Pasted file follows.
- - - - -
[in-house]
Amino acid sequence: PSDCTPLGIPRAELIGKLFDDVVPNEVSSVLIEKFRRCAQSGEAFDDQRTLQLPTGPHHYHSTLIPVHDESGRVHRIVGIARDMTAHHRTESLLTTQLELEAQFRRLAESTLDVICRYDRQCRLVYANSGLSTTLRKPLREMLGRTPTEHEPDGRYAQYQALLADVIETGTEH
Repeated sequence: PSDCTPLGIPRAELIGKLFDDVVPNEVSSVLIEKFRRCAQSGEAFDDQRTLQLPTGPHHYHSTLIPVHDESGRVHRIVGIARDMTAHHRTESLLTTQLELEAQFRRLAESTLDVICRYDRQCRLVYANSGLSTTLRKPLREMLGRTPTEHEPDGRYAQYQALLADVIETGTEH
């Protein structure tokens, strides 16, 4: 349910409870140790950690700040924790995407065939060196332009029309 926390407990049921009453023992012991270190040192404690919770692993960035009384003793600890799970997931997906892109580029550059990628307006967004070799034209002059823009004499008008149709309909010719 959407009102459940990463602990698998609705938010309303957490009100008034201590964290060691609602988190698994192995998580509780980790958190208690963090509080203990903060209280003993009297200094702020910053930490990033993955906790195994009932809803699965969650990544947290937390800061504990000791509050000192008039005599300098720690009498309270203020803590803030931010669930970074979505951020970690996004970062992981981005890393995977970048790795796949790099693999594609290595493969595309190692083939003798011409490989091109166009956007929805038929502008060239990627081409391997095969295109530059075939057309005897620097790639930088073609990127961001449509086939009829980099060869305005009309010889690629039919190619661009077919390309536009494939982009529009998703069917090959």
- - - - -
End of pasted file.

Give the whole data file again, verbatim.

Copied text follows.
[in-house]
Amino acid sequence: PSDCTPLGIPRAELIGKLFDDVVPNEVSSVLIEKFRRCAQSGEAFDDQRTLQLPTGPHHYHSTLIPVHDESGRVHRIVGIARDMTAHHRTESLLTTQLELEAQFRRLAESTLDVICRYDRQCRLVYANSGLSTTLRKPLREMLGRTPTEHEPDGRYAQYQALLADVIETGTEH
Repeated sequence: PSDCTPLGIPRAELIGKLFDDVVPNEVSSVLIEKFRRCAQSGEAFDDQRTLQLPTGPHHYHSTLIPVHDESGRVHRIVGIARDMTAHHRTESLLTTQLELEAQFRRLAESTLDVICRYDRQCRLVYANSGLSTTLRKPLREMLGRTPTEHEPDGRYAQYQALLADVIETGTEH
């Protein structure tokens, strides 16, 4: 349910409870140790950690700040924790995407065939060196332009029309 926390407990049921009453023992012991270190040192404690919770692993960035009384003793600890799970997931997906892109580029550059990628307006967004070799034209002059823009004499008008149709309909010719 959407009102459940990463602990698998609705938010309303957490009100008034201590964290060691609602988190698994192995998580509780980790958190208690963090509080203990903060209280003993009297200094702020910053930490990033993955906790195994009932809803699965969650990544947290937390800061504990000791509050000192008039005599300098720690009498309270203020803590803030931010669930970074979505951020970690996004970062992981981005890393995977970048790795796949790099693999594609290595493969595309190692083939003798011409490989091109166009956007929805038929502008060239990627081409391997095969295109530059075939057309005897620097790639930088073609990127961001449509086939009829980099060869305005009309010889690629039919190619661009077919390309536009494939982009529009998703069917090959």